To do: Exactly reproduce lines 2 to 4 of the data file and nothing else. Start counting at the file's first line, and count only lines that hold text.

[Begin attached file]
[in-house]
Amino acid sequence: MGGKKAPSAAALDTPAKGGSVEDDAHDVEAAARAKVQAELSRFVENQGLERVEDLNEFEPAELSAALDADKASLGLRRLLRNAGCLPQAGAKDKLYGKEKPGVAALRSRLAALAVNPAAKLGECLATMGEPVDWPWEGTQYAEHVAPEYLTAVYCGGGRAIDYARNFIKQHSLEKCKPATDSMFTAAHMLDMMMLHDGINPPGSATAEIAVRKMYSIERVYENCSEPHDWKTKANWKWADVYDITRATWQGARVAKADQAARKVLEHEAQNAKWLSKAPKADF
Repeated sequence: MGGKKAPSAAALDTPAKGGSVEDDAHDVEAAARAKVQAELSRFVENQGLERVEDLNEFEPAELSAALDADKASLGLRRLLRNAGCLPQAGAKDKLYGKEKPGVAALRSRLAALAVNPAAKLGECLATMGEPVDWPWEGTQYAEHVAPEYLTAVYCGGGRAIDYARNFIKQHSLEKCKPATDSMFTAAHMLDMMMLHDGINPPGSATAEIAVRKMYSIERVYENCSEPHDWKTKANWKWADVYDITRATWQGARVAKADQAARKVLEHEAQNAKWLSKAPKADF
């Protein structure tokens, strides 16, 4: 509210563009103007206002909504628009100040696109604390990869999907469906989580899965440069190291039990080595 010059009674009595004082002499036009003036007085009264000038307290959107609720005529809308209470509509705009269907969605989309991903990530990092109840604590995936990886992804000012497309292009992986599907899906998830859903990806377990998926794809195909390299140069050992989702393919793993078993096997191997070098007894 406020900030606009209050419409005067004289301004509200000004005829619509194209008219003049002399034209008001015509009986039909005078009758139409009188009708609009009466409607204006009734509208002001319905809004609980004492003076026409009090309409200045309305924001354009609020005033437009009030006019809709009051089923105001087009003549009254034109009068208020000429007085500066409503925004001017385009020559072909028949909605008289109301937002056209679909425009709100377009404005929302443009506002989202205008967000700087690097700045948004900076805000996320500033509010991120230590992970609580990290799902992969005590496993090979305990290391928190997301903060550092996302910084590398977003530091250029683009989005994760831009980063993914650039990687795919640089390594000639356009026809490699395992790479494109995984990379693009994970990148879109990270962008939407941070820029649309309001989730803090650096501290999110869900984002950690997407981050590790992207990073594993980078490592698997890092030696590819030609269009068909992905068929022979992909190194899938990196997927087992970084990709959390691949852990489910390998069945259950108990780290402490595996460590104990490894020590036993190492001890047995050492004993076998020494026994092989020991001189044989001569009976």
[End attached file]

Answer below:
Amino acid sequence: MGGKKAPSAAALDTPAKGGSVEDDAHDVEAAARAKVQAELSRFVENQGLERVEDLNEFEPAELSAALDADKASLGLRRLLRNAGCLPQAGAKDKLYGKEKPGVAALRSRLAALAVNPAAKLGECLATMGEPVDWPWEGTQYAEHVAPEYLTAVYCGGGRAIDYARNFIKQHSLEKCKPATDSMFTAAHMLDMMMLHDGINPPGSATAEIAVRKMYSIERVYENCSEPHDWKTKANWKWADVYDITRATWQGARVAKADQAARKVLEHEAQNAKWLSKAPKADF
Repeated sequence: MGGKKAPSAAALDTPAKGGSVEDDAHDVEAAARAKVQAELSRFVENQGLERVEDLNEFEPAELSAALDADKASLGLRRLLRNAGCLPQAGAKDKLYGKEKPGVAALRSRLAALAVNPAAKLGECLATMGEPVDWPWEGTQYAEHVAPEYLTAVYCGGGRAIDYARNFIKQHSLEKCKPATDSMFTAAHMLDMMMLHDGINPPGSATAEIAVRKMYSIERVYENCSEPHDWKTKANWKWADVYDITRATWQGARVAKADQAARKVLEHEAQNAKWLSKAPKADF
């Protein structure tokens, strides 16, 4: 509210563009103007206002909504628009100040696109604390990869999907469906989580899965440069190291039990080595 010059009674009595004082002499036009003036007085009264000038307290959107609720005529809308209470509509705009269907969605989309991903990530990092109840604590995936990886992804000012497309292009992986599907899906998830859903990806377990998926794809195909390299140069050992989702393919793993078993096997191997070098007894 406020900030606009209050419409005067004289301004509200000004005829619509194209008219003049002399034209008001015509009986039909005078009758139409009188009708609009009466409607204006009734509208002001319905809004609980004492003076026409009090309409200045309305924001354009609020005033437009009030006019809709009051089923105001087009003549009254034109009068208020000429007085500066409503925004001017385009020559072909028949909605008289109301937002056209679909425009709100377009404005929302443009506002989202205008967000700087690097700045948004900076805000996320500033509010991120230590992970609580990290799902992969005590496993090979305990290391928190997301903060550092996302910084590398977003530091250029683009989005994760831009980063993914650039990687795919640089390594000639356009026809490699395992790479494109995984990379693009994970990148879109990270962008939407941070820029649309309001989730803090650096501290999110869900984002950690997407981050590790992207990073594993980078490592698997890092030696590819030609269009068909992905068929022979992909190194899938990196997927087992970084990709959390691949852990489910390998069945259950108990780290402490595996460590104990490894020590036993190492001890047995050492004993076998020494026994092989020991001189044989001569009976």